Quick help asked for in 911 call for Woods mother-in-law

By Associated PressDecember 9, 2009, 1:30 am

OCOEE, Fla. – Tiger Woods’ mother-in-law collapsed at his home and was rushed to a hospital early Tuesday, touching off the second media frenzy in two weeks surrounding the golfer’s carefully guarded private life.

Barbro Holmberg was taken by ambulance to Health Central Hospital with stomach pains after an emergency phone 911 call from Woods’ house. Holmberg, a Swedish politician, was released about 11 hours later and returned to Woods’ mansion, hospital spokesman Dan Yates said.

“She was wheeled out in a wheelchair just like everyone else,” Yates said.

In a recording of the phone call obtained on Tuesday by The Associated Press, a panicking woman tells the dispatcher that her mother has collapsed.

“Hurry up,” the woman says as a child can be heard crying in the background. “She collapsed in the bathroom. What do I do?”

A few seconds later the woman said her mother was breathing normally, talking and didn’t appear to be hurt from her fall.

The caller wasn’t identified. Woods’ wife, Elin Nordegren, has a twin sister, but it wasn’t clear whether she was at the house.

Health Central was the same hospital where Woods was treated after he crashed his sport utility vehicle outside his home in a gated community in nearby Windermere last month.

Holmberg, 57, arrived in the U.S. a few days ago, Yates said, just as her daughter grappled with fallout from the crash and the ensuing statement from Woods that he had extramarital “transgressions.”

Woods and his wife have a 2-year-old daughter and an infant son.

Family members visited Holmberg in the hospital, Yates said, but he did not specify whether Woods or his wife came. The family hired additional security to keep the media away.

Yates would not speculate on what caused Holmberg’s stomach problems or whether she had suffered previously with that type of distress. Holmberg’s spokeswoman, Eva Malmborg, said she wasn’t aware that Holmberg suffered from any disease.

Holmberg was expected back at her job as Gavleborg county governor in central-east Sweden next week, said her deputy, Olov Rydberg.

Intense media scrutiny has followed the world’s No. 1 golfer since he hit a hydrant and a tree on Nov. 27 at about 2:25 a.m. Woods was cited for careless driving and fined $164.

The attention didn’t let up on Tuesday, when dozens of live trucks, camera crews and reporters camped out on the hospital’s lawn, awaiting word of Holmberg’s condition.

“I think she understands,” Yates said of Holmberg.

The accident – and Woods’ refusal to answer questions about it – fueled speculation about a possible dispute between him and Elin.

Just days before the crash, a National Enquirer story alleged Woods had been seeing a New York nightclub hostess, Rachel Uchitel, who has denied it. After the crash, Us Weekly reported that a Los Angeles cocktail waitress named Jaimee Grubbs claims she had a 31-month affair with Woods.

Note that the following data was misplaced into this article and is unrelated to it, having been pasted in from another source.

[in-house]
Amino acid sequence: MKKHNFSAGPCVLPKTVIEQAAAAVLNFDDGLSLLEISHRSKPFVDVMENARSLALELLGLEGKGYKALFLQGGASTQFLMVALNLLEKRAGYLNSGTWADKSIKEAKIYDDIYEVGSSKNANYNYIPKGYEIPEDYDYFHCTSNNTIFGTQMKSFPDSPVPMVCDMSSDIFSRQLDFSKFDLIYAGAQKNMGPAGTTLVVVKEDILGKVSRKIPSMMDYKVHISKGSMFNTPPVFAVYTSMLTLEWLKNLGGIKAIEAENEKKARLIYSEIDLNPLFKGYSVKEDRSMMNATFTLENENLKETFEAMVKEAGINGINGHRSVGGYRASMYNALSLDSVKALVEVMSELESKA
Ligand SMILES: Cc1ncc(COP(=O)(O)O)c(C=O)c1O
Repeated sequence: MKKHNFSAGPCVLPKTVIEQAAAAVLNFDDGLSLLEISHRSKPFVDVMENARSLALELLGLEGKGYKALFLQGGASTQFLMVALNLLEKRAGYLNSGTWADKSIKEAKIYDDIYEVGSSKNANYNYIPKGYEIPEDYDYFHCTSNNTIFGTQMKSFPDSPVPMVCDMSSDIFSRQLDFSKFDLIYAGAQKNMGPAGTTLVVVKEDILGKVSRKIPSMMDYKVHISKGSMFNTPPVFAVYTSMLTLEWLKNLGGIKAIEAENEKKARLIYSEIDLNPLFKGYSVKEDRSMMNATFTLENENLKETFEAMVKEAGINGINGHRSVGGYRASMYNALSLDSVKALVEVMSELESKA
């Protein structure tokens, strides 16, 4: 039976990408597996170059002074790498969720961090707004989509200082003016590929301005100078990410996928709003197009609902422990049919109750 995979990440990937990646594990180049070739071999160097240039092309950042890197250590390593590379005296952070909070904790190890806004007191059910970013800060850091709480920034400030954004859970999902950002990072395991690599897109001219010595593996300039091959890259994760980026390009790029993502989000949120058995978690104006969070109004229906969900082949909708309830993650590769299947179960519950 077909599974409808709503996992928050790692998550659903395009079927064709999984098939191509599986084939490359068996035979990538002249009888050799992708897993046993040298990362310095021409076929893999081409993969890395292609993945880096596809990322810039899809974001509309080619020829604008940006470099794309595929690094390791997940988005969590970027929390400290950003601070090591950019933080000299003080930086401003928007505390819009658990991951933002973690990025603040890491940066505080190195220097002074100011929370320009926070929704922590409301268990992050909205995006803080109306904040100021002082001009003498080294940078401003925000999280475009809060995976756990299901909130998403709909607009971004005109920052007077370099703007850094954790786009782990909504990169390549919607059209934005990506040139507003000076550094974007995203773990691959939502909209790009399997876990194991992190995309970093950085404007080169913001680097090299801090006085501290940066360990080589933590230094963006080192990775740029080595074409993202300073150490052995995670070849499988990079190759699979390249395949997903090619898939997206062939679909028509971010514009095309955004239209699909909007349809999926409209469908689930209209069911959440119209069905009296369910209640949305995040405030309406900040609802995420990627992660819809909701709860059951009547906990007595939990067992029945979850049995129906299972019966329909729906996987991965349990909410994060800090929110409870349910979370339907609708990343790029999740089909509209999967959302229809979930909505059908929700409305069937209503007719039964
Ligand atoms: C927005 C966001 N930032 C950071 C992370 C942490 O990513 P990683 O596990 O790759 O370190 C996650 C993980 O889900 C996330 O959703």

Last week, Woods issued a statement saying he had let his family down with unspecified “transgressions” that he regrets with “all of my heart.” He did not elaborate.

A police report released on Monday showed that a Florida trooper who suspected Woods was driving under the influence sought a subpoena for the golfer’s blood test results from the hospital, but prosecutors rejected the petition for insufficient information.

A witness, who wasn’t identified in the report, told trooper Joshua Evans that Woods had been drinking alcohol earlier. The same witness also said Woods had been prescribed two drugs, the sleep aid Ambien and the painkiller Vicodin.

The report did not say who the witness was but added it was the same person who pulled Woods from the vehicle after the accident. Woods’ wife has told police that she used a golf club to smash the back windows of the Cadillac Escalade to help her husband out.

Although Woods’ injuries were minor, his agent, Mark Steinberg, used them as an excuse to cancel an interview with investigators the day after the accident, according to a call log released on Tuesday by the Florida Highway Patrol.

Associated Press writers Mike Schneider in Orlando, Antonio Gonzalez in Windermere and Louise Nordstrom in Stockholm contributed to this report.

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Expired visa, helicopter, odd clubs all part of Vegas' journey

By Ryan LavnerJuly 19, 2018, 3:48 pm

CARNOUSTIE, Scotland – Jhonattan Vegas thought someone was playing a practical joke on him.

Or maybe he was stuck in the middle of a horror movie.

Scheduled to leave for The Open a week ago, he didn’t arrive at Carnoustie until a little more than an hour before his first-round tee time Thursday.

“Even if somebody tried to do that on purpose,” he said, “you couldn’t really do it.”